For churches, food is the sign of God's love for all and a symbol of Christ's presence among us. Jesus shared meals with all sorts of people and at his last supper, presented food - bread and wine- as a sign he 'stands' alongside us. Food poverty is unacceptable to Christians and that's why church members work together with those of other faiths and of no faith, in food banks, ensuring those who have slipped through the net of social care and poor wages, can feed themselves and feed their children.
The book of Proverbs in the Bible says: "Start children off on the way they should go, and even when they are old, they will not turn from it." We care for our children because they need the love and stability to give them a basis for life ahead. Not everyone can become a professional footballer but the lesson from Rashford's childhood resonates and spurs him on to make sure no child goes hungry.
The young people of the United Reformed Church are urging members to write to their MPs and to support the campaign to end child poverty.
17 October 2020
Open for business - not quite!
We have all struggled with lockdown, face coverings, sanitisers and so on, first waves and now second waves. This new world we are living is very strange and unfamiliar. Yet, as adaptable creatures we are making the best of it and making quite a few changes to the way we live, even if sometimes, hesitantly. The Church too is trying to be 'business as usual'. And yet, we have restrictions and changes we need to make. What kind of God do we see in our present situation? For me, Jesus shows us the nature of God, living among us, challenging, healing, alive and responding to the realities of life. It led him to face the powers and authorities of his time and it cost him his life. And yet, in that death, we still see God working out some sort of transformed life to point the way for humanity.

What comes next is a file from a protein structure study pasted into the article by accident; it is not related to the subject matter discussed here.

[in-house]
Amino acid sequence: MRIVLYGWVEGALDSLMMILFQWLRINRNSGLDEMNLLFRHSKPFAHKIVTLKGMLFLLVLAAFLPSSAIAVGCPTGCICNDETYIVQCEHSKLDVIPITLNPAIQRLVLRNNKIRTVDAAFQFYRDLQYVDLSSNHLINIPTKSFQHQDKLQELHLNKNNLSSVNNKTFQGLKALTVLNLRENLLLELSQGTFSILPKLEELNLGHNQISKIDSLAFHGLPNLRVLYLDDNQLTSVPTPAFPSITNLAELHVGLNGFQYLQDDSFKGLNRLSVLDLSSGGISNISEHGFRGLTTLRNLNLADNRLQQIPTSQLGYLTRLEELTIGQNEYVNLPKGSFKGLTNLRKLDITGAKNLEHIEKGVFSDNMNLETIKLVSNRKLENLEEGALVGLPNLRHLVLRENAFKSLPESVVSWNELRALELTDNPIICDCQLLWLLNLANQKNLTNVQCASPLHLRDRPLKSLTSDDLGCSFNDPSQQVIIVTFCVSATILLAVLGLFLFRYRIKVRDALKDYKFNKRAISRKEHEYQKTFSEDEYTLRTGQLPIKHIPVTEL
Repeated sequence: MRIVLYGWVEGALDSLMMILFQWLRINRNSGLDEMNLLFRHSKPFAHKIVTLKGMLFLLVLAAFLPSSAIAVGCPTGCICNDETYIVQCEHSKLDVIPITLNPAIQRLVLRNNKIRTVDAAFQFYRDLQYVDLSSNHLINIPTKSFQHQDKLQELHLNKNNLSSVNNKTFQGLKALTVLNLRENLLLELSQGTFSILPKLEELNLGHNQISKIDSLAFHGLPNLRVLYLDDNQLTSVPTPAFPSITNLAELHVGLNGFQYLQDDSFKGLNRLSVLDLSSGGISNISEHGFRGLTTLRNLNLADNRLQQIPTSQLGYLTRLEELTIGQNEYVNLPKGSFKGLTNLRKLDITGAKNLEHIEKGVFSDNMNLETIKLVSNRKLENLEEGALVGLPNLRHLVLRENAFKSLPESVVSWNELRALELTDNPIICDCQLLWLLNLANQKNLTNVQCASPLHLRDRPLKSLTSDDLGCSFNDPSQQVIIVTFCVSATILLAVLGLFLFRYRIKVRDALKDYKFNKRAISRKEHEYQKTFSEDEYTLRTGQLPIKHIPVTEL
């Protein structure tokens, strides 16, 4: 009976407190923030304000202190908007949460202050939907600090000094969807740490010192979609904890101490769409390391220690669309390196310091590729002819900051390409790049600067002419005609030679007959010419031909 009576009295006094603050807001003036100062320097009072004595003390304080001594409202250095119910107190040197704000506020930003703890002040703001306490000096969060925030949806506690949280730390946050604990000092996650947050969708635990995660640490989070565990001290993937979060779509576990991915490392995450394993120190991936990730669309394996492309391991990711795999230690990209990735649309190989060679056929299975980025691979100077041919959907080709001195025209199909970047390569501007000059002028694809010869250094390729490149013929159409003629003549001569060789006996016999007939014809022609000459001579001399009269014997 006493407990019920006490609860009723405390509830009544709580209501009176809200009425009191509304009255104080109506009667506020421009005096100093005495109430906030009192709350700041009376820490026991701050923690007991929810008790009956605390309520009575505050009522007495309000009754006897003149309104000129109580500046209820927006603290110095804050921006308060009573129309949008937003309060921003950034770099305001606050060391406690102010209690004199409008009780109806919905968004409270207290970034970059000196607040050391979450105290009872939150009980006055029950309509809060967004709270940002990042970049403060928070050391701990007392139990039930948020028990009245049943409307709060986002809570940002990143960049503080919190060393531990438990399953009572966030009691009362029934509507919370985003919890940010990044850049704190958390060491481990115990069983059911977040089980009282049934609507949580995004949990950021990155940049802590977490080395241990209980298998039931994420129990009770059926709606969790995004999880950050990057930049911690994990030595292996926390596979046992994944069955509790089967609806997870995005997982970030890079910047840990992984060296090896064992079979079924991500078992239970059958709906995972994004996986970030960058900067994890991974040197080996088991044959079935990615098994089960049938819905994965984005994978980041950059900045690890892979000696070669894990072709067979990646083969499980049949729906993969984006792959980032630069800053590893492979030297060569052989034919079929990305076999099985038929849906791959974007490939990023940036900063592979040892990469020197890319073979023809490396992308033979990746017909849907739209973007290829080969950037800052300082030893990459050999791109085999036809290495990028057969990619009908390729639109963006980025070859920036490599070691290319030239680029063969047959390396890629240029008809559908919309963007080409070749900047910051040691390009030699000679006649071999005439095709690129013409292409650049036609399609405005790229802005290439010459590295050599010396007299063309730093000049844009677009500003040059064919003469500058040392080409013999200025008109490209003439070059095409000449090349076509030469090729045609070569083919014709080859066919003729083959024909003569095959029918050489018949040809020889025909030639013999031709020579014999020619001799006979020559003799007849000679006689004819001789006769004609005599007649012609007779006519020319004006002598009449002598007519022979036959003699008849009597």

Nothing stands still. Life, for all of us, has its ups and downs. We are forced to change, very often against our own wishes and dreams. The church, and its buildings, have been part of our communities for a very long time and yet now that position is being challenged like never before. We in the Church will respond. Looking along our High Streets, we see shops we have known all our lifetime, closed and boarded up. Will that happen to the church buildings we know so well? They too may have to close. But the Church is not about buildings, no matter how beautiful they are and how much we love them - but about the community of God's people - in and of the world, working out God's vision of love, hope and life.
The challenge for Christians today is to be that healing community amongst the people, bringing all people together in love and hope; thus offering everyone a life in all its fullness.
10 October 220
A vision of peace and reconciliation
Bullying and discord are two recognisable features of our world. With social media and political discourse emphasising disagreement and the championing of the self over everything else, many ordinary people are feeling bullied and distressed. The second wave of the pandemic, much predicted, adds fear and isolation into this heady mix. For followers of Jesus, this world of disagreement is not a foundation on which to build. For us, Jesus was Prince of Peace and a reconciling figure, bringing people together - yes, he often got mad, especially when he saw a misuse of power or the self-righteousness of some leaders - but his ministry was to those who got a bad deal in life, the ones crushed by the powerful and made to feel like losers; in place of this, Jesus offered life in all its fullness.